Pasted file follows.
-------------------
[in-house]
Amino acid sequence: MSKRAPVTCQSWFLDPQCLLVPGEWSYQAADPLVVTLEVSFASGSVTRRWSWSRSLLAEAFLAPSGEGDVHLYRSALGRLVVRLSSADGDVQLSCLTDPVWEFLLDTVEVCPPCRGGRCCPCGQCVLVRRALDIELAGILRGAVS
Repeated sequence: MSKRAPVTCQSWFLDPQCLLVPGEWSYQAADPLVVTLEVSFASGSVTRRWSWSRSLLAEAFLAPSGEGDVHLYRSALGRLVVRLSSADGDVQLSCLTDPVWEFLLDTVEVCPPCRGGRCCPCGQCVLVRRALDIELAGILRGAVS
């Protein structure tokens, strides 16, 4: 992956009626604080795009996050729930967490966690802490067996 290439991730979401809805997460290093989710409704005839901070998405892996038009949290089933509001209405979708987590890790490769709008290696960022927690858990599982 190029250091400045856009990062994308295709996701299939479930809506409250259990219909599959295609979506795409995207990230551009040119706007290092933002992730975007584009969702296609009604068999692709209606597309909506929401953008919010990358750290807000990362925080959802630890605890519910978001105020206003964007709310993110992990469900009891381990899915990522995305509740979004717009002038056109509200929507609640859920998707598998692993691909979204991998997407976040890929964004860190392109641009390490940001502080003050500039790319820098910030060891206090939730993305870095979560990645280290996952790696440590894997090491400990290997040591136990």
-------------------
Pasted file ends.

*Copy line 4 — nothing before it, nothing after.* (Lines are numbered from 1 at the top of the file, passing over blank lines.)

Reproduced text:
């Protein structure tokens, strides 16, 4: 992956009626604080795009996050729930967490966690802490067996 290439991730979401809805997460290093989710409704005839901070998405892996038009949290089933509001209405979708987590890790490769709008290696960022927690858990599982 190029250091400045856009990062994308295709996701299939479930809506409250259990219909599959295609979506795409995207990230551009040119706007290092933002992730975007584009969702296609009604068999692709209606597309909506929401953008919010990358750290807000990362925080959802630890605890519910978001105020206003964007709310993110992990469900009891381990899915990522995305509740979004717009002038056109509200929507609640859920998707598998692993691909979204991998997407976040890929964004860190392109641009390490940001502080003050500039790319820098910030060891206090939730993305870095979560990645280290996952790696440590894997090491400990290997040591136990």